Fingers crossed for a great grape crop at Halfpenny Green Vineyards

The weather this summer might have been a mixture but vineyards are set for a good quality crop this year.

The harvest is well underway at Halfpenny Green Vineyards in Bobbington, – with the wine soon set to be on its way.

Volunteers arrived on the farm from yesterday morning to start picking the grapes, following an apparent season of what appear to have been good growing conditions.

The vineyard, which is approaching its 35th year, was treated to several heatwaves throughout the summer, which made up for the intermittent gloomy weather.

Alison Bennett and husband Peter Bennett picking at Halfpenny Green Vineyards

Martin Vickers, who owns Halfpenny Green, says because of an early heatwave everything is running early.

He insists it’s ‘exciting’ times but it can be nerve-racking approaching the harvest, which will see 15 varieties of grape pulled in total.

“Every year is different, said Mr Vickers. “We’re coming up to 35 years and there’s never any consistent pattern.

“It is looking like a really good year, we’re running between 10 to 14 days early. Everything is early because of the early heatwave. There was a bit of a problem in late April with quite serious air frost. We had a little bit of damage but nothing serious.

“Usually September is a little warmer but next week is going to be a bit better.

“We’re more than happy with how things have gone. It’s one those – we had three heatwaves that were very short but did the trick.”

Alison Bennett and husband Peter Bennett picking at Halfpenny Green Vineyards

Farmer Mr Vickers had the vision for Halfpenny Green 30 years ago – he wanted to plant a vineyard that would one day match continental sites. Today, he manages 30 acres of vines and produces award-winning wines crafted by his son Clive.

A family business, the vineyard features a shop, restaurant, deli and tea room, which are run by Clive’s wife Lisa, and offers a great day out for visitors.

For the coming weeks, grapes will be hand-picked, cut off the vines in whole bunches before being transported to the winery where the business is done. Pickers descended on the vineyard from 9am yesterdayon Monday morning.

Mr Vickers added: “All of our grapes are picked by volunteers. We’ve got a good following of local people, mostly retired, who over the years just love coming along and helping out.

“It’s a gathering of old friends every year. We go for five weeks and they all have a lunch at the end and a good get-together. All picked by hand, we’ve got 15 different varieties to pick.

“It is an exciting time. It can always be a little bit nerve-racking because you’re hoping there’s no late disease coming in – which we haven’t had, luckily – this year they’re nice and clean and there’s not too many birds around.”

From a medium white Black Country Gold to a full-bodied Rondo red, Halfpenny currently stocks wines ranging from £9.99 to £29.99 and are available online.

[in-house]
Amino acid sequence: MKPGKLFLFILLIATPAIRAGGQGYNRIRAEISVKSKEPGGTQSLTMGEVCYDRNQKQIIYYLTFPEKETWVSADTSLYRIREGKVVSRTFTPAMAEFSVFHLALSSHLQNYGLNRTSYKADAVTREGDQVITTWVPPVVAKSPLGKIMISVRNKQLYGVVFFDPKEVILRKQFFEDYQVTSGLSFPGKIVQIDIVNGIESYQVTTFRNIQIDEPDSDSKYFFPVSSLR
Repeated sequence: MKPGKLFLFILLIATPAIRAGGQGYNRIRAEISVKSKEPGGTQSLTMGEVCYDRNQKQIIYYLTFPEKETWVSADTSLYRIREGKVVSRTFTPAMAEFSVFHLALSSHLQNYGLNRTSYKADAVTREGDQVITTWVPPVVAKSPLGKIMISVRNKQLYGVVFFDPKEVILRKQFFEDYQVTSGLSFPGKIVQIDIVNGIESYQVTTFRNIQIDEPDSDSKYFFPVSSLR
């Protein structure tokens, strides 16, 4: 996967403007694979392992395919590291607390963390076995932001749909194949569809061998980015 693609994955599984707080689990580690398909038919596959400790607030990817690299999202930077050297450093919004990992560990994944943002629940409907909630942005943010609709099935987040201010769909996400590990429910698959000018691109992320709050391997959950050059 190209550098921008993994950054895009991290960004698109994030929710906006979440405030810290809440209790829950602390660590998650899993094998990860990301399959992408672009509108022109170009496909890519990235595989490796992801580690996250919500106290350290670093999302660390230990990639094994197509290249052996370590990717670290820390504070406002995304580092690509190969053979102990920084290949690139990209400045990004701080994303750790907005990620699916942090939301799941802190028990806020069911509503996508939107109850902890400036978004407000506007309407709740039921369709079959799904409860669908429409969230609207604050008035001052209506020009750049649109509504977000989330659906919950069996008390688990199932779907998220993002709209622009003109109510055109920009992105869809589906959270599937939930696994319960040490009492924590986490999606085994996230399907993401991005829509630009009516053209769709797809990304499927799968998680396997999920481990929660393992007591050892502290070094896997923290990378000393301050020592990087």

Alison Bennett and husband Peter Bennett picking at Halfpenny Green Vineyards

All of the wines the vineyard sells are available to drink straight away but will improve with keeping up to five years.

Elsewhere in the county, Kerry Vale Vineyard, west of Church Stretton, on the Shropshire border is optimistic about this season’s harvest.

It expects to pull in 10 tons of grapes from its 6,000 vines – a similar amount to last year’s yield.

The six-year-old vineyard has three grape varieties; Rondo, Phoenix and Solaris.

But with the grapes ripening at different times it means the workload can be spread over a number of days and weeks.

Owner Geoff Ferguson said: “It’s an incredibly busy but exciting time at Kerry Vale at the moment.

“Due to the variation in the seasons harvest time varies from year to year. This year we will start harvesting from Monday or Tuesday. We will then pick again on September 25 or 26 as the different varieties ripen.”

At this time of year the sugar and acidity levels in the grapes will be constantly monitored to ensure they are picked at just the right time.

The most important criterion determining the time for harvesting is the acid level in the grapes. If it is too high then the wine is sharp to the taste, too low and it is flat and uninteresting.

Kerry Vale Vineyard likes the sugar content to be as high as possible – which requires a good amount of sun – sometimes difficult to attain in the unpredictable English climate.

Run by husband and wife team Geoff and June Ferguson, daughter Nadine and son-in-law Dan, the vineyard is appealing for volunteers to come forward and help with picking the grapes.

Mrs Ferguson added: “There’s nothing nicer than working on the vineyard on a sunny day. If you have an interest in wine and wine making, what better way to understand how the process begins than on the vineyard where the grapes are grown?”

For more information on the two vineyards go to or

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